When a Plus Is Also a Minus

Sometimes we make a big deal out of little things.

Sometimes we make too little out of big things.

Sometimes we make nothing a plus.

Sometimes we make a plus a minus. The “plus” to which I refer is the ever popular added skill factor we so often see in the last sentence of a job description. To wit:

The appropriate candidate will have at least ten years of progressive human resources and recruiting experience with increasing scope, dimension, and decision-making responsibility. The preferred candidate will have extensive knowledge of and experience with automated human resource management systems and online recruiting tools, and be conversant in benefits and compensation. Previous experience conducting informal training is required. Previous experience reading Elizabethan poetry at tea parties is a plus.

I am guilty of exaggerating to prove a point, but this is not the first time. I am a firm believer in complete, detailed, and accurate job descriptions. I have always been a proponent of putting the extra effort into the initial phase of developing a real-world position description based on a detailed position skills requirements list, rather than wasting weeks prescreening and forwarding resumes doomed to fail. I also recognize that one of the ways to ensure that hiring managers are not engaged in inappropriate hiring is to ensure that all the requirements used to consider candidates for employment constitute either knowledge, skill, or the ability required to perform the job function successfully. So what is a plus, and why do so many companies use it in their descriptions? And if they do, what is the harm? Well, is the plus a needed job skill critical to the position, or is it superfluous? If it is required, state it as such. If it is superfluous, why use it? Here are some of the less-than-great reasons that so many use the plus:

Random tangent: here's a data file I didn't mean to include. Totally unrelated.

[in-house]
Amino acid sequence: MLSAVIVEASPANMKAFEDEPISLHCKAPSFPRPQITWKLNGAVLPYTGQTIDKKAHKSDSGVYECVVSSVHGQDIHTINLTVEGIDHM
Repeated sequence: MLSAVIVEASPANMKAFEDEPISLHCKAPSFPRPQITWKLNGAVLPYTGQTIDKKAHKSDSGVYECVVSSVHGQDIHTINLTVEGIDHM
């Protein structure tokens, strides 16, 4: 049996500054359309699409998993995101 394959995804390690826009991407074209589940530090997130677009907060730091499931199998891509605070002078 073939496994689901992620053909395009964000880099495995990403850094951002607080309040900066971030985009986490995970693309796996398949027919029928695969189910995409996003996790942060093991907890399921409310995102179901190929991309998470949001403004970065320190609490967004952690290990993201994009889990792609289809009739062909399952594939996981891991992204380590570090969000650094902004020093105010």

• A manager has not succeeded in bringing a particular skill or function into his or her group, and therefore uses the “plus” approach to try to compensate in every and any position, even when not part of the job responsibility: “At least somebody around here will know how to fix the copier!”
  • HR/staffing felt the job description was flat and needed something catchy to pump up the appeal: “Previous experience owning a Lexus a plus!”
  • HR/staffing thinks it will make the number of requirements seem less daunting to candidates: “Hey, six requirements are way too many. How about four requirements and two pluses? That seems less intimidating!”
  • Someone in the staffing process thinks this particular plus is some sort of litmus test for the truly clever or sophisticated: “Hey man, anybody who has done this is totally cool and should be hired.”